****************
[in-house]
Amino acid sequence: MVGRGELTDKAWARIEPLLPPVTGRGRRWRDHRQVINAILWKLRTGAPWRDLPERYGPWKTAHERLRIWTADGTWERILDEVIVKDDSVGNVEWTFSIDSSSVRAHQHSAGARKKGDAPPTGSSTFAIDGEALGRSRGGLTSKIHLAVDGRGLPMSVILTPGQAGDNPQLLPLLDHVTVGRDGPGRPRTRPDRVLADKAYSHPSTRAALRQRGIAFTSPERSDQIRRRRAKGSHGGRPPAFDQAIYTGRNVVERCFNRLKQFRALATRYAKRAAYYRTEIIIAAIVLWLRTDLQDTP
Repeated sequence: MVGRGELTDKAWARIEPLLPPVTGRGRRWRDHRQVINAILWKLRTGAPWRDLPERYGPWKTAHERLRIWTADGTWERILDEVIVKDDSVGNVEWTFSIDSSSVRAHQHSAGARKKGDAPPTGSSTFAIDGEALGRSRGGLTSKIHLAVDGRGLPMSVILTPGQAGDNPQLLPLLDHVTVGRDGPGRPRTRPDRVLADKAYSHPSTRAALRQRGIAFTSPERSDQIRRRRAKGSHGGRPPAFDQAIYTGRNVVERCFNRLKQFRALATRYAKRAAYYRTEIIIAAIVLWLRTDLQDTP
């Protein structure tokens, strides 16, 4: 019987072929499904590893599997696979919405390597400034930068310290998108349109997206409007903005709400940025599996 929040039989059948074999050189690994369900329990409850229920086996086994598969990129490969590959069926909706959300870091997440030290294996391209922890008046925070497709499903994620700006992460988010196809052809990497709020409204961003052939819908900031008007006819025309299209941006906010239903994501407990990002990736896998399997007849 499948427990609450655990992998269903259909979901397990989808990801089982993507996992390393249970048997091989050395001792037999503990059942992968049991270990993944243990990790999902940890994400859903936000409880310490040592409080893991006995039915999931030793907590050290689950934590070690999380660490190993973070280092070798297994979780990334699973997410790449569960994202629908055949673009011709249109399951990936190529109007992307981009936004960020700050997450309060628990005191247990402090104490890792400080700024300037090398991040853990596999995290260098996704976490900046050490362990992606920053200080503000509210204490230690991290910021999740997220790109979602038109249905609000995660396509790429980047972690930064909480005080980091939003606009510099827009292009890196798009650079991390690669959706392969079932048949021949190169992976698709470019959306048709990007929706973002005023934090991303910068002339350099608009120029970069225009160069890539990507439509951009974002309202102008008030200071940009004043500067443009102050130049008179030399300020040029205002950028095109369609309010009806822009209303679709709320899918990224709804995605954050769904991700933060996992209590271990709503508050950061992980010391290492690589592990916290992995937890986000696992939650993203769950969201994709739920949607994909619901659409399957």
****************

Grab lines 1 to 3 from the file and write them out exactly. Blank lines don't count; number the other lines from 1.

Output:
[in-house]
Amino acid sequence: MVGRGELTDKAWARIEPLLPPVTGRGRRWRDHRQVINAILWKLRTGAPWRDLPERYGPWKTAHERLRIWTADGTWERILDEVIVKDDSVGNVEWTFSIDSSSVRAHQHSAGARKKGDAPPTGSSTFAIDGEALGRSRGGLTSKIHLAVDGRGLPMSVILTPGQAGDNPQLLPLLDHVTVGRDGPGRPRTRPDRVLADKAYSHPSTRAALRQRGIAFTSPERSDQIRRRRAKGSHGGRPPAFDQAIYTGRNVVERCFNRLKQFRALATRYAKRAAYYRTEIIIAAIVLWLRTDLQDTP
Repeated sequence: MVGRGELTDKAWARIEPLLPPVTGRGRRWRDHRQVINAILWKLRTGAPWRDLPERYGPWKTAHERLRIWTADGTWERILDEVIVKDDSVGNVEWTFSIDSSSVRAHQHSAGARKKGDAPPTGSSTFAIDGEALGRSRGGLTSKIHLAVDGRGLPMSVILTPGQAGDNPQLLPLLDHVTVGRDGPGRPRTRPDRVLADKAYSHPSTRAALRQRGIAFTSPERSDQIRRRRAKGSHGGRPPAFDQAIYTGRNVVERCFNRLKQFRALATRYAKRAAYYRTEIIIAAIVLWLRTDLQDTP